he submitted and the court accepted, demonstrating Abson attempted to open a window and expert testimony opining that Abson would have survived if she had been able to open a window. We reverse the trial court's denial of Martini's motion for reconsideration because the new evidence creates a genuine issue of material fact regarding Abson's cause of death and remand for trial.
¶ 3 Beginning in 2006, Abson and Martini leased a house from Post. During the initial walk through of the house, Martini noticed the windows in the northeast bedroom could not be opened and he requested that Post repair them. After his initial request, Martini requested that Post repair the windows in the northeast bedroom on at least two more occasions, but Post never repaired them.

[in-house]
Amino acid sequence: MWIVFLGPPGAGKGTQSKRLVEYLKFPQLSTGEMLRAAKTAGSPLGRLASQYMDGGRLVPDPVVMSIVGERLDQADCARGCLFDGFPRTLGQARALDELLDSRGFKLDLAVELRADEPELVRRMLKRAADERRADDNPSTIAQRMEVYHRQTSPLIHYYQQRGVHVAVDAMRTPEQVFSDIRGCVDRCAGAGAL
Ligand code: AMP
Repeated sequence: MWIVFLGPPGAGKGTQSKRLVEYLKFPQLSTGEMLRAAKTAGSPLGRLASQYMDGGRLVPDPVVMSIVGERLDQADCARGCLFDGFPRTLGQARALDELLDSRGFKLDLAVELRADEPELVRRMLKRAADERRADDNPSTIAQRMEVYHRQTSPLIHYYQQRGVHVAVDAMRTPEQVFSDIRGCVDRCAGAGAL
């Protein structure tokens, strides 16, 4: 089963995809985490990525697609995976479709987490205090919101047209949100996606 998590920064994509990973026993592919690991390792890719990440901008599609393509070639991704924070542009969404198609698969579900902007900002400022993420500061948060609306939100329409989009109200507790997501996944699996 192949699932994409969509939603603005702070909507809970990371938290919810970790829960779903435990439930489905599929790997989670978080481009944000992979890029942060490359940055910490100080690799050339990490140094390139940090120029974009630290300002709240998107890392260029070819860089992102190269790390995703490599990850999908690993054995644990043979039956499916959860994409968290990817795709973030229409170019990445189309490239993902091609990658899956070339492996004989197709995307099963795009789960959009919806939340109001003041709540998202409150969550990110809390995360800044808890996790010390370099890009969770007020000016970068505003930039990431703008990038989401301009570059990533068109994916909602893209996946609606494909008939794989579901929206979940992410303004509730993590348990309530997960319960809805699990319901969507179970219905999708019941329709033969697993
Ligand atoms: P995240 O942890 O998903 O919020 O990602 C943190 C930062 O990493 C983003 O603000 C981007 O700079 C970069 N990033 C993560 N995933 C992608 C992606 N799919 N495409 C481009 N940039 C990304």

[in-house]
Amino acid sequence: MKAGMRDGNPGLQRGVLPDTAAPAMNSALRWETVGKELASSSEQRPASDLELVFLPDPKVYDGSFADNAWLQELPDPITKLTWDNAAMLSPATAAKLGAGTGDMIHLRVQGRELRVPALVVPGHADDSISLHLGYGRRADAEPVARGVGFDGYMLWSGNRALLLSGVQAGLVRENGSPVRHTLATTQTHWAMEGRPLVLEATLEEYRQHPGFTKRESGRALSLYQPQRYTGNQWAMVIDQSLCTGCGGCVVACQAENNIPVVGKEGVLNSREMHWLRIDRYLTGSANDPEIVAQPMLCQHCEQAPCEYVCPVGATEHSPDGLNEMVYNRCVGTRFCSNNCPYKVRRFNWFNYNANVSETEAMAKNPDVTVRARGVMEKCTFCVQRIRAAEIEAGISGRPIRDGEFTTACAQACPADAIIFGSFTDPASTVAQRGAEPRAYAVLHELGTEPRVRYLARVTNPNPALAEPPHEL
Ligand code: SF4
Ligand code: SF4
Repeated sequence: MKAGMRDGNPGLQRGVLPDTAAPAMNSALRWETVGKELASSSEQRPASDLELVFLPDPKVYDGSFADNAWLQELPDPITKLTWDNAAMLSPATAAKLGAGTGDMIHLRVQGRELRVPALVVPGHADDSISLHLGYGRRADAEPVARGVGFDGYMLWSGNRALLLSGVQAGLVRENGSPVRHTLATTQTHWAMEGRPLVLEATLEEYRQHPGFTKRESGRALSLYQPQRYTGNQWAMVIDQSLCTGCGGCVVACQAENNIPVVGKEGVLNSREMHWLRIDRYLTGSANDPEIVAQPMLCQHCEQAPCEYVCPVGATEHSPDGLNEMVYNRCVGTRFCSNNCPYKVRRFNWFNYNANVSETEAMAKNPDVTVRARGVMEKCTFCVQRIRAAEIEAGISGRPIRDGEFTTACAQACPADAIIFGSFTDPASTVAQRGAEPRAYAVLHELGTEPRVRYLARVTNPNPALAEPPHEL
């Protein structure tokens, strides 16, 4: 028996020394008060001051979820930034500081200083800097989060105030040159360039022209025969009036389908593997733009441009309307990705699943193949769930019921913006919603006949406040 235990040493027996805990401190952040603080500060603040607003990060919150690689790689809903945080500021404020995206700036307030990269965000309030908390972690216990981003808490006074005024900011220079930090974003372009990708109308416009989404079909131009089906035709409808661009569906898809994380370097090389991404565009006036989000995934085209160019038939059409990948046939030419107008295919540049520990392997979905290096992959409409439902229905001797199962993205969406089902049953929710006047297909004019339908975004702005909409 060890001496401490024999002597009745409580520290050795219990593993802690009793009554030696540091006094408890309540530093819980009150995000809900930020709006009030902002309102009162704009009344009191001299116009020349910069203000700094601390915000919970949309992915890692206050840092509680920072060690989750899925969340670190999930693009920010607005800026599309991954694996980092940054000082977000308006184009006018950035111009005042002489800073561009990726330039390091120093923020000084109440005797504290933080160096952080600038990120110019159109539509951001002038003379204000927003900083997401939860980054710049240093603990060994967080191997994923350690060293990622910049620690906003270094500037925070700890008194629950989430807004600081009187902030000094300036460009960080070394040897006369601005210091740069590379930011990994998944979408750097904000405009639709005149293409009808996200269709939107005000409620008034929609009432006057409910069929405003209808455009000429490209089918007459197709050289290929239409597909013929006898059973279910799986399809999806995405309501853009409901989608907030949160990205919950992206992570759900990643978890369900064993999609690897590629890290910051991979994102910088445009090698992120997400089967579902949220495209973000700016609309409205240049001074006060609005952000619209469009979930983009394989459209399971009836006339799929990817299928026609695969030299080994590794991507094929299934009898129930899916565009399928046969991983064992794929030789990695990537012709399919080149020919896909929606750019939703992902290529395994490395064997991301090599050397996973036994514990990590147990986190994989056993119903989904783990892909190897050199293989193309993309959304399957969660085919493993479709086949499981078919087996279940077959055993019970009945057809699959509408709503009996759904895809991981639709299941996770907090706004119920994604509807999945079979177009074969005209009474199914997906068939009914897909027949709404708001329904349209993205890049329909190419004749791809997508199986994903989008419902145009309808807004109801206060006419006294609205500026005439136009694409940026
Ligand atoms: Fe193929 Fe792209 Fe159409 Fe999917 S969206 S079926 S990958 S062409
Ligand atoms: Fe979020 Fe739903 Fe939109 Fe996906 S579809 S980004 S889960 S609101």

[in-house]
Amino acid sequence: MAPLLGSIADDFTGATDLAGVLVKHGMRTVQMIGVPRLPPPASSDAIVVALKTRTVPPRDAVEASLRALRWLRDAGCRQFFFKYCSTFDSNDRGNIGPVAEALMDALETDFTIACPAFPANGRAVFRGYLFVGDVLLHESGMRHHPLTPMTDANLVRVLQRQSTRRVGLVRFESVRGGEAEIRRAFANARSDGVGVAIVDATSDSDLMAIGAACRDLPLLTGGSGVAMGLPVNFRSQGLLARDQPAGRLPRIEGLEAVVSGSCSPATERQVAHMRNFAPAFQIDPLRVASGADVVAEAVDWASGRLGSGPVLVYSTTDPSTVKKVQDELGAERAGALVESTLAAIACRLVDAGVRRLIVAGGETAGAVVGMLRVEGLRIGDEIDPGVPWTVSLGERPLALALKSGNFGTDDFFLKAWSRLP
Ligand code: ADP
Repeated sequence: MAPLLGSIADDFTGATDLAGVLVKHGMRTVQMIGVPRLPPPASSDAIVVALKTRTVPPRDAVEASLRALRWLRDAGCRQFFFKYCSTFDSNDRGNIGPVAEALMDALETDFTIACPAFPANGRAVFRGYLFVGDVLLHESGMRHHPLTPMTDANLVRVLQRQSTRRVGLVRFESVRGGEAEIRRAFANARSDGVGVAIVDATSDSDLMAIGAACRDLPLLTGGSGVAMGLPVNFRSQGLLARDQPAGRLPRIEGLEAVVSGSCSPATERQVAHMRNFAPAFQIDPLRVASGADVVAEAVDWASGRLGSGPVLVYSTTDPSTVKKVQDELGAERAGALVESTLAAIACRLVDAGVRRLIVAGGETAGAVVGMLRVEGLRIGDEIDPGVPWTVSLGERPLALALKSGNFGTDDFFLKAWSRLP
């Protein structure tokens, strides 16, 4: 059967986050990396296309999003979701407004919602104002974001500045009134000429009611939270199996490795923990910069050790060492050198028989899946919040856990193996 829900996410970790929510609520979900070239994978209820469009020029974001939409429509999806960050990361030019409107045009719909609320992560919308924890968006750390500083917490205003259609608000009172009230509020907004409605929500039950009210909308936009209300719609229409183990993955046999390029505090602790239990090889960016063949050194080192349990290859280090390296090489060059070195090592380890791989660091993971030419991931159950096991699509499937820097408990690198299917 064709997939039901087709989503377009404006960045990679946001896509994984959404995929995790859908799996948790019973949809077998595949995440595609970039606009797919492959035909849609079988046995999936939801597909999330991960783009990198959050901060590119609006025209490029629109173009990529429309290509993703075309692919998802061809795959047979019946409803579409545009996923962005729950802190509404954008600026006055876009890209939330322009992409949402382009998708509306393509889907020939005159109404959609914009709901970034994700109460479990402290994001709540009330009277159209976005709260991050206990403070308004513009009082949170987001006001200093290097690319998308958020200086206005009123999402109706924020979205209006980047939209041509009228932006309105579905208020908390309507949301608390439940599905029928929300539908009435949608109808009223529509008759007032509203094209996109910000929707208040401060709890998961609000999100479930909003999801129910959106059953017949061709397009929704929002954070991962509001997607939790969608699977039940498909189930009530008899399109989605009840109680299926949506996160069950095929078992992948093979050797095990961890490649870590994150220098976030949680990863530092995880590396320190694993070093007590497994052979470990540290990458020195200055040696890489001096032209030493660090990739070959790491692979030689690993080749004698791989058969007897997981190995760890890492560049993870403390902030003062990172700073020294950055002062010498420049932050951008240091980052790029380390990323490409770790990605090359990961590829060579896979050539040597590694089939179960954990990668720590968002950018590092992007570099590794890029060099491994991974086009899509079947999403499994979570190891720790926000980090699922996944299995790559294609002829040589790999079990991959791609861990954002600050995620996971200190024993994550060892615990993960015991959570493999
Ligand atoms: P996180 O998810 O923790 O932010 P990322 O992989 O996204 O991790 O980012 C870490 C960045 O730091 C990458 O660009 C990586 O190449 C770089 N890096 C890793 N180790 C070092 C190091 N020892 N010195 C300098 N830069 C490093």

¶ 4 In the early morning of February 27, 2007, a fire began in the home's basement. Two houseguests and Abson were awake and noticed the fire. One of the houseguests awoke Martini, who gathered the three children and ushered them outside. Both of the houseguests who initially discovered the fire also safely exited the house.
¶ 5 In the course of the fire, Abson, one of her daughters, and a third houseguest became trapped on the second floor. Abson was trapped in the back side of the house and was eventually found in the northeast bedroom, which was the room with inoperable windows. Martini heard Abson yelling from an upstairs bedroom in the back of the house before the fire fighters arrived at the house.